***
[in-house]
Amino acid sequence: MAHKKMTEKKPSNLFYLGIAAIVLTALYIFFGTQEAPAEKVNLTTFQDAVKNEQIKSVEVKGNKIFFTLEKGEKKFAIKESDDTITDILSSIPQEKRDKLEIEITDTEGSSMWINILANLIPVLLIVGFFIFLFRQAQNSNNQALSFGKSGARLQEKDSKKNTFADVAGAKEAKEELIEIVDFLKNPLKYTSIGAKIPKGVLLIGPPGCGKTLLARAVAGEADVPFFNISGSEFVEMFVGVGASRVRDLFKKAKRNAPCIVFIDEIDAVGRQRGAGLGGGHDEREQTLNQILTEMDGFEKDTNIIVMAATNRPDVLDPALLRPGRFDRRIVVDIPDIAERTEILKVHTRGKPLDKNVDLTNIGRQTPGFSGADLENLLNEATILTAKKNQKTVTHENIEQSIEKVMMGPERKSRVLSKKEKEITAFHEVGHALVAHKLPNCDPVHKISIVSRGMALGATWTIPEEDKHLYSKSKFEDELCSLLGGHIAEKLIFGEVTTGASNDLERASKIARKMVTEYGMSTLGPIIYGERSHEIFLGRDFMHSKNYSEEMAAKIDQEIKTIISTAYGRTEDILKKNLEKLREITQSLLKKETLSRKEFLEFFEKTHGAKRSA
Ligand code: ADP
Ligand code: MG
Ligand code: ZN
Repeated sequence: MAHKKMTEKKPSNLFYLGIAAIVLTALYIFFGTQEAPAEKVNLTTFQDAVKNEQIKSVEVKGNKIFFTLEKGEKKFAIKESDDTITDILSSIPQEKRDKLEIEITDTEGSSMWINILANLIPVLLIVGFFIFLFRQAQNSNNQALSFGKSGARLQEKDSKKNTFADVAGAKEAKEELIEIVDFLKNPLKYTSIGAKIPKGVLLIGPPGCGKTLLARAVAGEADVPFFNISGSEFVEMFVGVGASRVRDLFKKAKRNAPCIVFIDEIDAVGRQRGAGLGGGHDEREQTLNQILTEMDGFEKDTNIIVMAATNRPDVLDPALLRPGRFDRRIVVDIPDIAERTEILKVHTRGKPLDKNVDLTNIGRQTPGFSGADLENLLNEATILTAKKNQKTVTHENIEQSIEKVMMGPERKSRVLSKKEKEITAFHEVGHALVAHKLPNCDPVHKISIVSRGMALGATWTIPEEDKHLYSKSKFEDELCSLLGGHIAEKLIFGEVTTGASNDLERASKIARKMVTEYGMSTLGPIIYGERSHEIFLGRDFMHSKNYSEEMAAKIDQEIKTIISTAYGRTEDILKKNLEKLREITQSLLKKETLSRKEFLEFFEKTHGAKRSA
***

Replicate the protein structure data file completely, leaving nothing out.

[in-house]
Amino acid sequence: MAHKKMTEKKPSNLFYLGIAAIVLTALYIFFGTQEAPAEKVNLTTFQDAVKNEQIKSVEVKGNKIFFTLEKGEKKFAIKESDDTITDILSSIPQEKRDKLEIEITDTEGSSMWINILANLIPVLLIVGFFIFLFRQAQNSNNQALSFGKSGARLQEKDSKKNTFADVAGAKEAKEELIEIVDFLKNPLKYTSIGAKIPKGVLLIGPPGCGKTLLARAVAGEADVPFFNISGSEFVEMFVGVGASRVRDLFKKAKRNAPCIVFIDEIDAVGRQRGAGLGGGHDEREQTLNQILTEMDGFEKDTNIIVMAATNRPDVLDPALLRPGRFDRRIVVDIPDIAERTEILKVHTRGKPLDKNVDLTNIGRQTPGFSGADLENLLNEATILTAKKNQKTVTHENIEQSIEKVMMGPERKSRVLSKKEKEITAFHEVGHALVAHKLPNCDPVHKISIVSRGMALGATWTIPEEDKHLYSKSKFEDELCSLLGGHIAEKLIFGEVTTGASNDLERASKIARKMVTEYGMSTLGPIIYGERSHEIFLGRDFMHSKNYSEEMAAKIDQEIKTIISTAYGRTEDILKKNLEKLREITQSLLKKETLSRKEFLEFFEKTHGAKRSA
Ligand code: ADP
Ligand code: MG
Ligand code: ZN
Repeated sequence: MAHKKMTEKKPSNLFYLGIAAIVLTALYIFFGTQEAPAEKVNLTTFQDAVKNEQIKSVEVKGNKIFFTLEKGEKKFAIKESDDTITDILSSIPQEKRDKLEIEITDTEGSSMWINILANLIPVLLIVGFFIFLFRQAQNSNNQALSFGKSGARLQEKDSKKNTFADVAGAKEAKEELIEIVDFLKNPLKYTSIGAKIPKGVLLIGPPGCGKTLLARAVAGEADVPFFNISGSEFVEMFVGVGASRVRDLFKKAKRNAPCIVFIDEIDAVGRQRGAGLGGGHDEREQTLNQILTEMDGFEKDTNIIVMAATNRPDVLDPALLRPGRFDRRIVVDIPDIAERTEILKVHTRGKPLDKNVDLTNIGRQTPGFSGADLENLLNEATILTAKKNQKTVTHENIEQSIEKVMMGPERKSRVLSKKEKEITAFHEVGHALVAHKLPNCDPVHKISIVSRGMALGATWTIPEEDKHLYSKSKFEDELCSLLGGHIAEKLIFGEVTTGASNDLERASKIARKMVTEYGMSTLGPIIYGERSHEIFLGRDFMHSKNYSEEMAAKIDQEIKTIISTAYGRTEDILKKNLEKLREITQSLLKKETLSRKEFLEFFEKTHGAKRSA